The management of the specimen shell industry is the responsibility of the various State fisheries agencies under the Wildlife Protection (Regulation of Exports and Imports) Act 1982, which requires that the fishery be conducted under Management Plans enacted in each State and Territory. To date only Western Australia and Queensland have management plans in place. A draft management plan has been available in NSW for more than two years but has not yet been released for comment.

 

Because a very low priority is given to this “fishery” by most of the state/territory agencies (some do not have draft management plans), there is unlikely to be a significant allocation of resources to this issue. Thus these management plans need to be workable and practically enforceable. There is general acknowledgment that shell collecting is a popular and generally harmless occupation and should be allowed to occur without undue restriction, while at the same time protecting species and habitats recognised as being vulnerable. An option favoured by the Malacological Society of Australasia is to licence collectors and impose a code of ethics. Bag limits should be placed on the species targeted by collectors as specimen shells or for food.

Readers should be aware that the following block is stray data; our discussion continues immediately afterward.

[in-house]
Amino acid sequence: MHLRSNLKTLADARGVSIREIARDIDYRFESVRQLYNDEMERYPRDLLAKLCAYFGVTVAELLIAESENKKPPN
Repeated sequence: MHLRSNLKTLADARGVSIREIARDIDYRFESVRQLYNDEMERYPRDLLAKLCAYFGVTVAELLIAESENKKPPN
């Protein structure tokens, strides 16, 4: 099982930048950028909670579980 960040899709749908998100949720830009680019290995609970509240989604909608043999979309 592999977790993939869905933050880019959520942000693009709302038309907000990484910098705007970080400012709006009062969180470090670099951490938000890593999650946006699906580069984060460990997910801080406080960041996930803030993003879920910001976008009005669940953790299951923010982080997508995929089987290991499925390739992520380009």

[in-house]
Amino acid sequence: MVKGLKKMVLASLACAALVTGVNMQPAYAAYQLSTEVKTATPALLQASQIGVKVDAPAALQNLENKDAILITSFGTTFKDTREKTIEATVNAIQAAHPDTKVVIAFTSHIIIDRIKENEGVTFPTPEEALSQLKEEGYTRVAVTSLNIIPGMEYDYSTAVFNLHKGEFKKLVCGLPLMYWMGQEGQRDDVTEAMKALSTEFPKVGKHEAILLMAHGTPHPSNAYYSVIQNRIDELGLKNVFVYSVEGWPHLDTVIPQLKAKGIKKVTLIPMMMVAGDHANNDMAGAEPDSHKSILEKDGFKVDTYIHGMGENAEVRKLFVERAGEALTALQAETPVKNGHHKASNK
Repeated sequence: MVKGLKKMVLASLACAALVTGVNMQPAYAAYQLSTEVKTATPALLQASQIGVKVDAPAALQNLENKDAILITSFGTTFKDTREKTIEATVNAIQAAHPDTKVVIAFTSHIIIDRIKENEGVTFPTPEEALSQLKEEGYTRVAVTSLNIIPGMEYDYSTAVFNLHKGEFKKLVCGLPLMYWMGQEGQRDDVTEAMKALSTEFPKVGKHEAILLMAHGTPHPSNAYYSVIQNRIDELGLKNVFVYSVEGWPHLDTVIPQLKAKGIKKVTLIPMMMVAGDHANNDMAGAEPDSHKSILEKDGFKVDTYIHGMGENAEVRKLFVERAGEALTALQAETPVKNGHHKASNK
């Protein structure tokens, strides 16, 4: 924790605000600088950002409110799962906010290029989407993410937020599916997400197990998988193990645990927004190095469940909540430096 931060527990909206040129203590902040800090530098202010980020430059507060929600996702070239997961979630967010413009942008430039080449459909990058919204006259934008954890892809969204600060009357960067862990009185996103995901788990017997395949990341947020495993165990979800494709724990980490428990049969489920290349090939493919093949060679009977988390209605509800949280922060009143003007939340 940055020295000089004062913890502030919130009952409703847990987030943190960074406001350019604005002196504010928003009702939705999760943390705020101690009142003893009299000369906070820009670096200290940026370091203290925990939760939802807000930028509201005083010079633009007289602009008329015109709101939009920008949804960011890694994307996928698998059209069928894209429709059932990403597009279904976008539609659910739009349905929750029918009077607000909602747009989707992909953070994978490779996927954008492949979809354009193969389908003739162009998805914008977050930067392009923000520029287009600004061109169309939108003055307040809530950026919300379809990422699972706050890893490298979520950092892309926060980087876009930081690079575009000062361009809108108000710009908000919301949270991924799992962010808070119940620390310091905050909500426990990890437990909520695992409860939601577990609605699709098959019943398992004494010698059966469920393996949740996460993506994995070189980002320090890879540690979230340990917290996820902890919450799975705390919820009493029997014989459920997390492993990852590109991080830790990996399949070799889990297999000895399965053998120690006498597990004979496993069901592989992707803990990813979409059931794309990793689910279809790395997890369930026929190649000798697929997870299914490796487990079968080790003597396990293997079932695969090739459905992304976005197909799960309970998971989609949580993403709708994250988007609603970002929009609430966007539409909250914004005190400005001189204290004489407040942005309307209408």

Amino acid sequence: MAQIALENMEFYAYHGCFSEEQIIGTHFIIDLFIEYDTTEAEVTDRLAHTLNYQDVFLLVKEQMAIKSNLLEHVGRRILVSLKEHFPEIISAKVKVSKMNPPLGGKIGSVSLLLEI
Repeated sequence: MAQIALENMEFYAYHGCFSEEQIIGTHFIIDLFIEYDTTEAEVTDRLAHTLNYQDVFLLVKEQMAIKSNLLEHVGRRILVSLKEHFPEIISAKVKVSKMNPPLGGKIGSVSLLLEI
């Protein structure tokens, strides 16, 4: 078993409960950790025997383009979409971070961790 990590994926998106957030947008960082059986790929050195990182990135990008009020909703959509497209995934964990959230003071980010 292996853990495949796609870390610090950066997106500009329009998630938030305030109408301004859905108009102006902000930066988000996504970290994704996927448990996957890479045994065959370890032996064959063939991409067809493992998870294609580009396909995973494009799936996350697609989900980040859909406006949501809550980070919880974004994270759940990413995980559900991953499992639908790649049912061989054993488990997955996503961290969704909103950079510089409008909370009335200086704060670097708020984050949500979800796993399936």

Separation of live and dead collected specimens has been identified as an issue in some management plans. Willan (1986) detailed the ways in which live collected and beach collected specimens can be differentiated, providing a potential means of settling any disputes. In Western Australia, however, the definition of specimen shells includes empty beach shells. Ponder and Grayson (1998) argue that there is little, if any, justification in preventing or limiting the collection of empty shells from beaches. The implementation of such a definition could potentially make any child or tourist picking up a few shells on the beach liable to be fined for breaking the law. This is the case, for example, on the GBR where it is illegal to collect shells or corals dead or alive.

 

Another management option (for example in the Queensland Management Plan) involves banning the sale of bycatch obtained from fishing trawlers. Ponder and Grayson (1998) argued that by excluding using bycatch, the legal source of most of the shelf taxa will disappear, driving the prices up and the market underground.

 

Some reports on the shell trade have recommended banning some species from trade (e.g., Willan 1986). While Ponder and Grayson (1998)[26] argued that there is no immediate need to ban any species from export, there was a clear need to have management plans in place for targeted, vulnerable species. Of these, some members of the families Cypraeidae (cowries) and Volutidae (volutes, including the baler shells) are most at risk. The Australian volutes are all direct developers, as are several endemic cypraeid taxa but there is no evidence to suggest that all volute species are at risk and many species of cowry are widespread and very common. 

 

Licensing of commercial specimen shell operators is a management option that is used in some states - for example, there are five licenses for people to take specimen shells (about 600 shells) from the GBR.

 

Information and data needs



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Department of Environment and Heritage